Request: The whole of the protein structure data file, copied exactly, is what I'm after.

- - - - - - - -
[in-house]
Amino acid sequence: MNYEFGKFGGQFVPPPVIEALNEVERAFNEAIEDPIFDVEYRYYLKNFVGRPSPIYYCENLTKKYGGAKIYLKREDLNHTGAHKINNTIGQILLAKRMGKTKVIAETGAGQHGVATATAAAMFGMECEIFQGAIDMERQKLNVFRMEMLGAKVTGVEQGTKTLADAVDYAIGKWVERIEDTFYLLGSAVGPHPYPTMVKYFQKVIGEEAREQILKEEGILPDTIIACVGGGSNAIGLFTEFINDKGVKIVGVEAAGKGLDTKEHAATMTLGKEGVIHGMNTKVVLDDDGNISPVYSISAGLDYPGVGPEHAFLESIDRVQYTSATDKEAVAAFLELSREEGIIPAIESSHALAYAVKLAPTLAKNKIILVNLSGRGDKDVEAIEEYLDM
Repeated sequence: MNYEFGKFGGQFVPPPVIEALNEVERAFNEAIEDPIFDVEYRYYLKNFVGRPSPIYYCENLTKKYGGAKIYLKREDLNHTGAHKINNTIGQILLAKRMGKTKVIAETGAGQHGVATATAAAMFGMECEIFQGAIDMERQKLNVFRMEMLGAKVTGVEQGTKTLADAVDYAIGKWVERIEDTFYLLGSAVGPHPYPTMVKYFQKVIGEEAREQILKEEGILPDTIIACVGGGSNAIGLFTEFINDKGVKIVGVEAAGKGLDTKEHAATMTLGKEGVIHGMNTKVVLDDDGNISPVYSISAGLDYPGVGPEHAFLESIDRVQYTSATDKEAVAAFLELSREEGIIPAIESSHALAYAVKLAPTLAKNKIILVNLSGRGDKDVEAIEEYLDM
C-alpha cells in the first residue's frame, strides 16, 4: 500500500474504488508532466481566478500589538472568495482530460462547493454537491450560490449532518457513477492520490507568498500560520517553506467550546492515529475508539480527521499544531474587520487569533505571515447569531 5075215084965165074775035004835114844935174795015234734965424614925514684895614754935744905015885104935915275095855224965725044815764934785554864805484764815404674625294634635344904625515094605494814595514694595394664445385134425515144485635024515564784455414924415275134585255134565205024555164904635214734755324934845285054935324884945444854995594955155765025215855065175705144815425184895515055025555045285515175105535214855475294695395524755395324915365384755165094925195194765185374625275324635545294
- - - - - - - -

[in-house]
Amino acid sequence: MNYEFGKFGGQFVPPPVIEALNEVERAFNEAIEDPIFDVEYRYYLKNFVGRPSPIYYCENLTKKYGGAKIYLKREDLNHTGAHKINNTIGQILLAKRMGKTKVIAETGAGQHGVATATAAAMFGMECEIFQGAIDMERQKLNVFRMEMLGAKVTGVEQGTKTLADAVDYAIGKWVERIEDTFYLLGSAVGPHPYPTMVKYFQKVIGEEAREQILKEEGILPDTIIACVGGGSNAIGLFTEFINDKGVKIVGVEAAGKGLDTKEHAATMTLGKEGVIHGMNTKVVLDDDGNISPVYSISAGLDYPGVGPEHAFLESIDRVQYTSATDKEAVAAFLELSREEGIIPAIESSHALAYAVKLAPTLAKNKIILVNLSGRGDKDVEAIEEYLDM
Repeated sequence: MNYEFGKFGGQFVPPPVIEALNEVERAFNEAIEDPIFDVEYRYYLKNFVGRPSPIYYCENLTKKYGGAKIYLKREDLNHTGAHKINNTIGQILLAKRMGKTKVIAETGAGQHGVATATAAAMFGMECEIFQGAIDMERQKLNVFRMEMLGAKVTGVEQGTKTLADAVDYAIGKWVERIEDTFYLLGSAVGPHPYPTMVKYFQKVIGEEAREQILKEEGILPDTIIACVGGGSNAIGLFTEFINDKGVKIVGVEAAGKGLDTKEHAATMTLGKEGVIHGMNTKVVLDDDGNISPVYSISAGLDYPGVGPEHAFLESIDRVQYTSATDKEAVAAFLELSREEGIIPAIESSHALAYAVKLAPTLAKNKIILVNLSGRGDKDVEAIEEYLDM
C-alpha cells in the first residue's frame, strides 16, 4: 500500500474504488508532466481566478500589538472568495482530460462547493454537491450560490449532518457513477492520490507568498500560520517553506467550546492515529475508539480527521499544531474587520487569533505571515447569531 5075215084965165074775035004835114844935174795015234734965424614925514684895614754935744905015885104935915275095855224965725044815764934785554864805484764815404674625294634635344904625515094605494814595514694595394664445385134425515144485635024515564784455414924415275134585255134565205024555164904635214734755324934845285054935324884945444854995594955155765025215855065175705144815425184895515055025555045285515175105535214855475294695395524755395324915365384755165094925195194765185374625275324635545294